Through the We Are America Project, co-founded by Jessica Lander ’06 and her former students at Lowell High School in Massachusetts, young people around the United States are making history personal by telling their own stories of migration, family, community, loss, friendship, and belonging. Their voices are starting a national conversation about what it means to be American.
Professionals in emergency medicine in the U.S. are used to seeing the effects of health inequities every day. As the coronavirus is testing hospitals, young doctors, nurses, and medical scribes are learning on the job. For our cover story, six CA graduates providing critical care to COVID-19 patients — Kara Huston ’03, Kimon Ioannides ’03, Fred Milgrim ’08, Benchize Fleuraguste ’12, Jazmin Londono ’12, and Lindsay Klickstein ’15 — shared why, faced with overwhelming challenges, they have redoubled their commitment to helping those in greatest need.
In her book
In his latest film, a documentarian explores the enduring impact of the Harlem Children’s Zone.
This public health leader has devoted her career to improving the health of women and girls in some of the world’s poorest countries.
In response to the COVID-19 crisis, Tremaine Wright ’90, a member of the New York State Assembly and chair of the subcommittee on foster care, championed legislation to protect young adults aging out of the foster care system during the pandemic.
CA welcomed two new Wilcox Fellows for the 2020–21 academic year: Zora Vermilya in English and Shamime Shaw in the film program. Begun in 2000, this fellowship program identifies and nourishes talented teachers from groups underrepresented on independent school faculties. Fellows are mentored by a colleague, and they workshop pedagogy with both experienced and new faculty members. Half-time teaching loads allow fellows to put energy into developing expertise and skill in their fields and engagements across school life.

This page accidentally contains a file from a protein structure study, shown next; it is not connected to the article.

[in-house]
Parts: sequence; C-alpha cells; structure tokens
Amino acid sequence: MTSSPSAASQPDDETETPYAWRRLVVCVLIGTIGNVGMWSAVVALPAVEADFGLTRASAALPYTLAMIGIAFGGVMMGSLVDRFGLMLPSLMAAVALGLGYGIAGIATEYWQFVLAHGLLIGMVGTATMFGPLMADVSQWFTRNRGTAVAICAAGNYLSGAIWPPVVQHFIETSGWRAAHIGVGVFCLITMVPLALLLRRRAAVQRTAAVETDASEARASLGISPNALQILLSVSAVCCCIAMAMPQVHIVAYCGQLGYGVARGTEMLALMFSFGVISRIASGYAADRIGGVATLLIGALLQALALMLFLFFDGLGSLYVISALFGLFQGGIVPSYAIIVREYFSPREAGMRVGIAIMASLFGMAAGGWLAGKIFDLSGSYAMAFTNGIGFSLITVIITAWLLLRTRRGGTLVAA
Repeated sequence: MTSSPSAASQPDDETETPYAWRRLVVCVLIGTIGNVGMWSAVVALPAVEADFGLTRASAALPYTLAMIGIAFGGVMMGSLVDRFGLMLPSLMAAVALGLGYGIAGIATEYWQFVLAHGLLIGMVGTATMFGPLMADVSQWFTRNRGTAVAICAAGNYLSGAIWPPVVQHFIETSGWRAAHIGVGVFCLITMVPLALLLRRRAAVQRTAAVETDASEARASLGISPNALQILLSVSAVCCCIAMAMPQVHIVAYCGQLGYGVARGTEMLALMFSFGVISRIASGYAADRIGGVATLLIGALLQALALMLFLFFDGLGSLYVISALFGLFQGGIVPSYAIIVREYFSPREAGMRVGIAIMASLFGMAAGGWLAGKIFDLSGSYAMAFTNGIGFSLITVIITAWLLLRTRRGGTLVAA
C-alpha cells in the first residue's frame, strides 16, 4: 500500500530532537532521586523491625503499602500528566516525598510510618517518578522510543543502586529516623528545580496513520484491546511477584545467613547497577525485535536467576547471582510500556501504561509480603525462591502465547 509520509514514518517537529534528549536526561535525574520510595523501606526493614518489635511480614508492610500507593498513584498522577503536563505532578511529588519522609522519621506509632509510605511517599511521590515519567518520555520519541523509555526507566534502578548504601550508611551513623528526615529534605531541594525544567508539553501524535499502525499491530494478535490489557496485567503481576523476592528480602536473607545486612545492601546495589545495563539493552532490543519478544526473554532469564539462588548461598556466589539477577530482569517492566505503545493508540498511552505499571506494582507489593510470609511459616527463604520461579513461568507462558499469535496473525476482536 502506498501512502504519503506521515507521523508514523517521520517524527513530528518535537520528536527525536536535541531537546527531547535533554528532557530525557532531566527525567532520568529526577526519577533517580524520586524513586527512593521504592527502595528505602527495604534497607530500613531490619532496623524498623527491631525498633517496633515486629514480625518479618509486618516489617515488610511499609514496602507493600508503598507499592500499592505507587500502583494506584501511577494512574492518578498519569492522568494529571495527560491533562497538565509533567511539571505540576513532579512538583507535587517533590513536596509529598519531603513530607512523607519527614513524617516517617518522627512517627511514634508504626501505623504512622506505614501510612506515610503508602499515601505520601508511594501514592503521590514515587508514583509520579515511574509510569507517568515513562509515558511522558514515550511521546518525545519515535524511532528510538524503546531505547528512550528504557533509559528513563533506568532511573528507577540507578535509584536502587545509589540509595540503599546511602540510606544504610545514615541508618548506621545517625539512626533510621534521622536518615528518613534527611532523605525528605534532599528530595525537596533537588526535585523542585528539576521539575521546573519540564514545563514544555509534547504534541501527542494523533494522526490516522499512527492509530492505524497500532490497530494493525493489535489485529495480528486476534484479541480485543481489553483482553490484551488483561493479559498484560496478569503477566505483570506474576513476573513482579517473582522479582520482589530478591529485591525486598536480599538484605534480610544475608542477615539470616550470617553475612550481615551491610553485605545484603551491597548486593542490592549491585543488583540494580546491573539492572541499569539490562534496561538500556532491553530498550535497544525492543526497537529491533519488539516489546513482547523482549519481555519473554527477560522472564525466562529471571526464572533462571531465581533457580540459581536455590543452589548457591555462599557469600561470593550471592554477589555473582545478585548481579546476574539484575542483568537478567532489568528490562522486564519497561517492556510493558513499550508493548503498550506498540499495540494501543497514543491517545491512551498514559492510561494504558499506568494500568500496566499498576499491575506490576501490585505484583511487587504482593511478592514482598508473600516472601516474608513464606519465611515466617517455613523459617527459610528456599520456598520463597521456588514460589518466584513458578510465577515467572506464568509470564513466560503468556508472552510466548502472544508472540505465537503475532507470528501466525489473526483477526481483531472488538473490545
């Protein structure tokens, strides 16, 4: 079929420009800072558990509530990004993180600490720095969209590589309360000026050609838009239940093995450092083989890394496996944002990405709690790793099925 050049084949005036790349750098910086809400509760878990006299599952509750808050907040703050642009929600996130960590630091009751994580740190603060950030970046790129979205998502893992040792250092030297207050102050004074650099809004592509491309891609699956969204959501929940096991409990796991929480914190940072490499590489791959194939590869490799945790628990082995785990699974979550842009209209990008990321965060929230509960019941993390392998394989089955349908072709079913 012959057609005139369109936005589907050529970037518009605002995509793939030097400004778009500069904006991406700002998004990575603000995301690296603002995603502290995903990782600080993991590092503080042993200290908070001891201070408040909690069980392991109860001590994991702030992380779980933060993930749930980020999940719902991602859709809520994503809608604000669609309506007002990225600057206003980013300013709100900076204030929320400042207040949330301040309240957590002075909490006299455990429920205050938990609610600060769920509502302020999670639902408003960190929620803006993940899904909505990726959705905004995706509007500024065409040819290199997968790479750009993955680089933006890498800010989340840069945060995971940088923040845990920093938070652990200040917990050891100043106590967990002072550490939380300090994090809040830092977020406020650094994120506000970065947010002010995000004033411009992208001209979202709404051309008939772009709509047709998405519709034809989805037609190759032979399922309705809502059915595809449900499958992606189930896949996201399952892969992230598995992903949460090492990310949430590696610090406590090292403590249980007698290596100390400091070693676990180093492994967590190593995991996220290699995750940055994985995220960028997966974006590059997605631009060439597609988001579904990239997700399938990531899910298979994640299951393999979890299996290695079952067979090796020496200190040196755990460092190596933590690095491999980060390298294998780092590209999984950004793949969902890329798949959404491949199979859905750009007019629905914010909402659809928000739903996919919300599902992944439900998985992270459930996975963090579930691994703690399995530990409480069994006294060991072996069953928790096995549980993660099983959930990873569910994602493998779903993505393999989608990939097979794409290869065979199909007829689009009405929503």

Robert Munro, Concord Academy’s new dean of academic program and equity, is tasked with envisioning how equity, sustainability, and social justice can be woven into the fabric of CA’s rigorous academics; building institutional capacity among leadership, faculty, and staff around diversity, equity, and inclusion; and inspiring a community already engaged in this work to delve deeper. Read this Q&A to learn how Munro is approaching his charge to help CA evolve in accordance with its mission.
In a typical spring, Concord Academy’s senior projects presentation is a brief, intense event, as seniors armed with poster board, models, and PowerPoint slides pack into the Ransome Room or SHAC atrium, ready to share with faculty and fellow students what they have learned about topics like sustainable eating or mass incarceration. In spring 2020, when school went remote, seniors had to adapt their presentations for an online audience. For some, that meant out-of-the-box thinking, and videos instead of posters. For others, it meant a process — and final product — even better than they originally imagined.
Over the summer and into the fall, three Concord Academy students completed internships at the Robbins House, a center of African American life and history in Concord, Mass.
During Family Week in November 2020, CA Shared Highlights of Students’ and Teachers’ Ongoing Engagement
In its first virtual Family Week, Concord Academy welcomed parents connecting from near and far to experience a bit of what it’s like to be a CA student this year. Families joined classes, attended a Community and Equity Office presentation and a special Veterans Day program, and were treated to a presentation of some exceptional student performances — works in progress in music, dance, and theater.
Julia Hanlon ’10 and Alistair Wilson ’11 Collaborate on A Film to Benefit Young Athletes in Ethiopia
Julia Hanlon ’10 and Alistair Wilson ’11 collaborated on a film to benefit young athletes in Ethiopia, in partnership with the Girls Gotta Run Foundation. After festival screenings for their passion project were canceled because of the pandemic, they decided to release this short documentary online.
Kate Lauriat Saunders ’96 directs clinical nutrition for the two campuses of the UMass Memorial Medical Center in Worcester, Mass.. As COVID-19 cases surged in the state this spring, she also assumed oversight of food services at the temporary field hospital set up in the city’s convention center. The pandemic has posed some unique challenges for making sure patients are getting the nutrition they need to recover from serious illness.